Biblical Equality In Marriage

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Biblical Equality In Marriage

1. Factually, the traditional Christian views of marital roles are not oppressive to women. This relies unanimously on the foundations provided by the Bible regarding the marital roles every man and woman should assume with respect to the success of their marriage. For instance, van Leeuwen (2012) provides an accurate description regarding male headship with respect to scripture. In accordance with Ephesians 5:22, the scripture provides that the male within his marital role comprises headship over the family. As such, the verse provides for the enjoinment of wives as subject to their husbands as to God (van Leeuwen, 2012). Thus, such a verse provides a clear distinction of the marital roles each partner assumes within the marriage. Nonetheless, the main problem arising regarding the oppression of women lays on the interpretation of the scripture. This is in accordance with the concept of the Dark Side of the scripture, which reveals the effects of scriptural interpretation in belief of Christian and theological doctrines (Sparks, 2013).

Nonetheless, scriptural interpretation by men does provide an oppressive perspective towards the functions of women. This is in accordance with the views expressed by the Council on Biblical Manhood and Womanhood regarding the establishment of man’s role as the head with respect to the Creation Account. Such views also receive expression in Catholic doctrines whereby women undergo restriction from taking authoritative positions irrespective of both sexes possessing an infinite amount of spiritual gifts that should gain recognition (Rubio, 2003; van Leeuwen, 2013). Furthermore, Rubio is not egalitarian based on her advocacy for celibacy regardless of marriage. Rubio asserts the marital status of Paul and Jesus as well as the contributions of John Paul II in providing for her support for celibacy as a means to serve God and raise the family, and as such, does not focus on the pursuance of egalitarian views.

2. Scriptures such as Ephesians 5:22 and Genesis 3:16 provided a directive regarding the roles of men in marital partnership that should be indeed be considered an unfair treatment to them. For instance, the husband is supposed to sacrifice his life and his love for his wife just as Christ loved the church. This indicates that the husband should prioritize the needs of his wife’s such as a lover and as a mother before he does his own (George, 2009). Thus, if such ideals are lost, then the losses will be insurmountable and as such, cannot undergo compensation. In addition, traditional Christian views gave men tougher responsibilities than it did to women. Regardless of the fact that it is a matter of gender, men were required to perform difficult tasks.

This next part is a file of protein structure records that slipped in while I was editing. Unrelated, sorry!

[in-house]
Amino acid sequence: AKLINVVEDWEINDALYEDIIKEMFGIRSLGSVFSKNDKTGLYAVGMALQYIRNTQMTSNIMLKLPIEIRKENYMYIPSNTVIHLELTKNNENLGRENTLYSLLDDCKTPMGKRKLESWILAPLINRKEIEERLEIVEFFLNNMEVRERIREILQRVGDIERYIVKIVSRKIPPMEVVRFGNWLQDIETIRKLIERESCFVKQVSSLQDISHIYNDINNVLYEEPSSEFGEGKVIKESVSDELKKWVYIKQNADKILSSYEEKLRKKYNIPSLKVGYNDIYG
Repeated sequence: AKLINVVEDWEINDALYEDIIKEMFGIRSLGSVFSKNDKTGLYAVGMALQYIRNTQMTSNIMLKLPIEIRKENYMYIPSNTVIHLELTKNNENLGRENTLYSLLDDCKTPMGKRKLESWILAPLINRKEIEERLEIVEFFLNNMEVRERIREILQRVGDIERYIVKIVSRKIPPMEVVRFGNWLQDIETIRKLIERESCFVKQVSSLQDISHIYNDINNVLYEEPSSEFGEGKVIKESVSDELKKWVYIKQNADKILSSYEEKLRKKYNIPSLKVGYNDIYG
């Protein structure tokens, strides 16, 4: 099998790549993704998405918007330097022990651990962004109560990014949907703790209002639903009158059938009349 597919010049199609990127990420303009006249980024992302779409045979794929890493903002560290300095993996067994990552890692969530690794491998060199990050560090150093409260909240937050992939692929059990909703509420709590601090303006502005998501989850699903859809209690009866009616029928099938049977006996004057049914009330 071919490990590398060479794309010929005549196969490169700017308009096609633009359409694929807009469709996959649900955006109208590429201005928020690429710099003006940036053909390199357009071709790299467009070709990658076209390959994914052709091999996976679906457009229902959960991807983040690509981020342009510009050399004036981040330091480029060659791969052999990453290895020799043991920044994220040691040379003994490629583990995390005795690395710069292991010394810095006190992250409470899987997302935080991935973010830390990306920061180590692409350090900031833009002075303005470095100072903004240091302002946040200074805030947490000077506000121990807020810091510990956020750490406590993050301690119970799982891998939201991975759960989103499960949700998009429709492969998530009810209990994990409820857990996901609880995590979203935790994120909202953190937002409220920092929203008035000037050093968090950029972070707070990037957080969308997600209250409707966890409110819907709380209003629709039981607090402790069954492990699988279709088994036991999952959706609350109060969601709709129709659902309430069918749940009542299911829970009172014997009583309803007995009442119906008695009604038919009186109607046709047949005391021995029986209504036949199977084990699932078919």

3. Indeed, there has been a corresponding shift in marital roles. As Rubio (2003) points out, the woman assumes the role of breadwinner and wife, which further dents the respective marital relationship. Nonetheless, the cause of such problems redirects back to the rebellion. On one hand, the husband does not fulfill the priorities of his wife on a social and familial perspective. The wife, in turn, acts in rebellion by exercising headship within the relationship thereby establishing conflict in the short-term and the possibility of divorce (Spencer, 2009). As such, such problems and deviations arise from the acceptance of contemporary marital roles, which seek to interpret the roles of marriage as oppressive in nature. Furthermore, the fact that the modern society does not hinder the condition necessary to issue a divorce indicate a stray from conventional marital roles since divorces nowadays arise out of other issues other than the prerequisite set by Jesus which was the evidence of adultery.

References

George, Janet. (2009). Still side by side: A concise explanation of Biblical equality. Minneapolis: Christians for Biblical Equality.

Guerra, A. J. (2002). Family matters: The role of Christianity in the formation of the western family. St. Paul: Paragon House.

Rubio, Julie H. (2003). A Christian theology of marriage and family. New York: Paulist Press.

Sparks, K. L. (2013). Sacred word, broken word. Grand Rapids: Eerdmans.

Spencer, Ai?da B. (2009). Marriage at the crossroads: Couples in conversation about discipleship, gender roles, decision-making, and intimacy. Downers Grove: InterVarsity Press,

van Leeuwen, M. S. (2004). Is equal regard in the Bible?. In D. Blankenhorn, D.S. Browning & M. S. van Leeuwen (Eds.), Does Christianity teach male headship? The equal-regard marriage and its critics (pp.13-22). Grand Rapids: Eerdmans.

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